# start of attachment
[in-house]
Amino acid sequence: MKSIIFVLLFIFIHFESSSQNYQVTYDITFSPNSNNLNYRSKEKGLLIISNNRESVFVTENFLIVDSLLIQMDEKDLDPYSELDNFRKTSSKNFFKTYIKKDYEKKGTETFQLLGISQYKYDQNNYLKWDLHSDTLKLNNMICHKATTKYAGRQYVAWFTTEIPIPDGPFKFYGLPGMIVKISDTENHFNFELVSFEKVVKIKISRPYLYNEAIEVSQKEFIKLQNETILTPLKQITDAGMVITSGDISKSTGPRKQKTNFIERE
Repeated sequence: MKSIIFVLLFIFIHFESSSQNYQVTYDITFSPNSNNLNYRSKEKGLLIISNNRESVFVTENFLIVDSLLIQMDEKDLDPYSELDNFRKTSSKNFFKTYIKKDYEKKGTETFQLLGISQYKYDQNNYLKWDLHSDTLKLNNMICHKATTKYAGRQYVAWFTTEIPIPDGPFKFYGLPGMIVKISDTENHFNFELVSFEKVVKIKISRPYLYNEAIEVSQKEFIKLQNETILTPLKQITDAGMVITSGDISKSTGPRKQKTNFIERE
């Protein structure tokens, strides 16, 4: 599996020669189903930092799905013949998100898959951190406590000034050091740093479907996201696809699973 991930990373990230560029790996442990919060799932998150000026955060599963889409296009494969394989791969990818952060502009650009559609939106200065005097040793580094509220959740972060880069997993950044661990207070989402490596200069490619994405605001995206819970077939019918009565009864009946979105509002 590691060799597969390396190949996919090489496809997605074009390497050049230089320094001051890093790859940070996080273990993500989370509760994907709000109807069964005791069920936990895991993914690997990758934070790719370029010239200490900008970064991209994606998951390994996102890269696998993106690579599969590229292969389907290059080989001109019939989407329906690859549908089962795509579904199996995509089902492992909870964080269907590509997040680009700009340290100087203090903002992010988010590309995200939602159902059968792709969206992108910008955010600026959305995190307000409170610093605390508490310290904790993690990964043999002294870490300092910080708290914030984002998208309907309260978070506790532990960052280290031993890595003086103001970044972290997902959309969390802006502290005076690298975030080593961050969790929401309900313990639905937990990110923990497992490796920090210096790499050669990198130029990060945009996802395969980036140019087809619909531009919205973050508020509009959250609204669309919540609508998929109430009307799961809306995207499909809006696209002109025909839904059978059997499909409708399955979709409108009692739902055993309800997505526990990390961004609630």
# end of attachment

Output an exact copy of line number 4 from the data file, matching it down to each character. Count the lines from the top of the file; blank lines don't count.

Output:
């Protein structure tokens, strides 16, 4: 599996020669189903930092799905013949998100898959951190406590000034050091740093479907996201696809699973 991930990373990230560029790996442990919060799932998150000026955060599963889409296009494969394989791969990818952060502009650009559609939106200065005097040793580094509220959740972060880069997993950044661990207070989402490596200069490619994405605001995206819970077939019918009565009864009946979105509002 590691060799597969390396190949996919090489496809997605074009390497050049230089320094001051890093790859940070996080273990993500989370509760994907709000109807069964005791069920936990895991993914690997990758934070790719370029010239200490900008970064991209994606998951390994996102890269696998993106690579599969590229292969389907290059080989001109019939989407329906690859549908089962795509579904199996995509089902492992909870964080269907590509997040680009700009340290100087203090903002992010988010590309995200939602159902059968792709969206992108910008955010600026959305995190307000409170610093605390508490310290904790993690990964043999002294870490300092910080708290914030984002998208309907309260978070506790532990960052280290031993890595003086103001970044972290997902959309969390802006502290005076690298975030080593961050969790929401309900313990639905937990990110923990497992490796920090210096790499050669990198130029990060945009996802395969980036140019087809619909531009919205973050508020509009959250609204669309919540609508998929109430009307799961809306995207499909809006696209002109025909839904059978059997499909409708399955979709409108009692739902055993309800997505526990990390961004609630």